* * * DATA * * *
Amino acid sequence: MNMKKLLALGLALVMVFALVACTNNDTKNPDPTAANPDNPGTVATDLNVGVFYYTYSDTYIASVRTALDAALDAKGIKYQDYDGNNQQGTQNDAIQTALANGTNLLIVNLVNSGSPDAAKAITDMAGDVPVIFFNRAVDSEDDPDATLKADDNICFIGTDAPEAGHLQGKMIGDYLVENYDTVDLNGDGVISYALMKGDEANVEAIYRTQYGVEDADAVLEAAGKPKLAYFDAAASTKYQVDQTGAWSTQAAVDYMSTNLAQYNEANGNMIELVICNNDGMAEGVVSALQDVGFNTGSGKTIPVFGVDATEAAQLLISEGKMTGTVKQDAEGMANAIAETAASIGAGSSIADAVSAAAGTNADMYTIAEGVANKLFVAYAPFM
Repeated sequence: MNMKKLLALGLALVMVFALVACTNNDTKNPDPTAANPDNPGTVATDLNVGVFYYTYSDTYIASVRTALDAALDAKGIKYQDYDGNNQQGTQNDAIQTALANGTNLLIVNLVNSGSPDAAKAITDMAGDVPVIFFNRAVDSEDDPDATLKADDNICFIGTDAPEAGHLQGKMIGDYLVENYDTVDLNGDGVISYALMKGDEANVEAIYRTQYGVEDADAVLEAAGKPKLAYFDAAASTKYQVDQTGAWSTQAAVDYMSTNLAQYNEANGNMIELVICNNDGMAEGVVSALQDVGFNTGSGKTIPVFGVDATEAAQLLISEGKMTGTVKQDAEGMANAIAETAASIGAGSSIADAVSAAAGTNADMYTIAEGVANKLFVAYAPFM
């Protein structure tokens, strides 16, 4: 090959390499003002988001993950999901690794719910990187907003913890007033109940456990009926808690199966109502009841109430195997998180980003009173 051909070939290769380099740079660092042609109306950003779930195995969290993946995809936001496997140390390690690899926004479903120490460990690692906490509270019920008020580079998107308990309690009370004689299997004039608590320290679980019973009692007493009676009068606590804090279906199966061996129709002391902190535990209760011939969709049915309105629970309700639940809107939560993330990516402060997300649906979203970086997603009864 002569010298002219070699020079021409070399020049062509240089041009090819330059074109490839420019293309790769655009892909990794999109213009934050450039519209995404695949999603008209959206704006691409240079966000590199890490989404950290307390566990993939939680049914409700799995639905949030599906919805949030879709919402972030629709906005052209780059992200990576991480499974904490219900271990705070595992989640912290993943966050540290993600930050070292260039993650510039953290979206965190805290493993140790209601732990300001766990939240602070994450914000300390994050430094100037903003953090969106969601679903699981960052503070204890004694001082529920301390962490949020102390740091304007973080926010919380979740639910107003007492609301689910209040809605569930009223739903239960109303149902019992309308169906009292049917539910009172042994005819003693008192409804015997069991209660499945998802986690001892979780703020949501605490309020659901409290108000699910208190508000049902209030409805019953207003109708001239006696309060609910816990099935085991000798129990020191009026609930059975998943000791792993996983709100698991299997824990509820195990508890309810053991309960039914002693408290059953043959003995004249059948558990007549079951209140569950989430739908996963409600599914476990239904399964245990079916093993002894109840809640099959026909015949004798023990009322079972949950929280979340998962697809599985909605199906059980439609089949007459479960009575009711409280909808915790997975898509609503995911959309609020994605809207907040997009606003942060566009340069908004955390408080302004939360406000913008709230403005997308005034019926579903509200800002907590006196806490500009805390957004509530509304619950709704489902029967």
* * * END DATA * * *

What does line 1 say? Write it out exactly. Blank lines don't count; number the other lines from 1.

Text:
Amino acid sequence: MNMKKLLALGLALVMVFALVACTNNDTKNPDPTAANPDNPGTVATDLNVGVFYYTYSDTYIASVRTALDAALDAKGIKYQDYDGNNQQGTQNDAIQTALANGTNLLIVNLVNSGSPDAAKAITDMAGDVPVIFFNRAVDSEDDPDATLKADDNICFIGTDAPEAGHLQGKMIGDYLVENYDTVDLNGDGVISYALMKGDEANVEAIYRTQYGVEDADAVLEAAGKPKLAYFDAAASTKYQVDQTGAWSTQAAVDYMSTNLAQYNEANGNMIELVICNNDGMAEGVVSALQDVGFNTGSGKTIPVFGVDATEAAQLLISEGKMTGTVKQDAEGMANAIAETAASIGAGSSIADAVSAAAGTNADMYTIAEGVANKLFVAYAPFM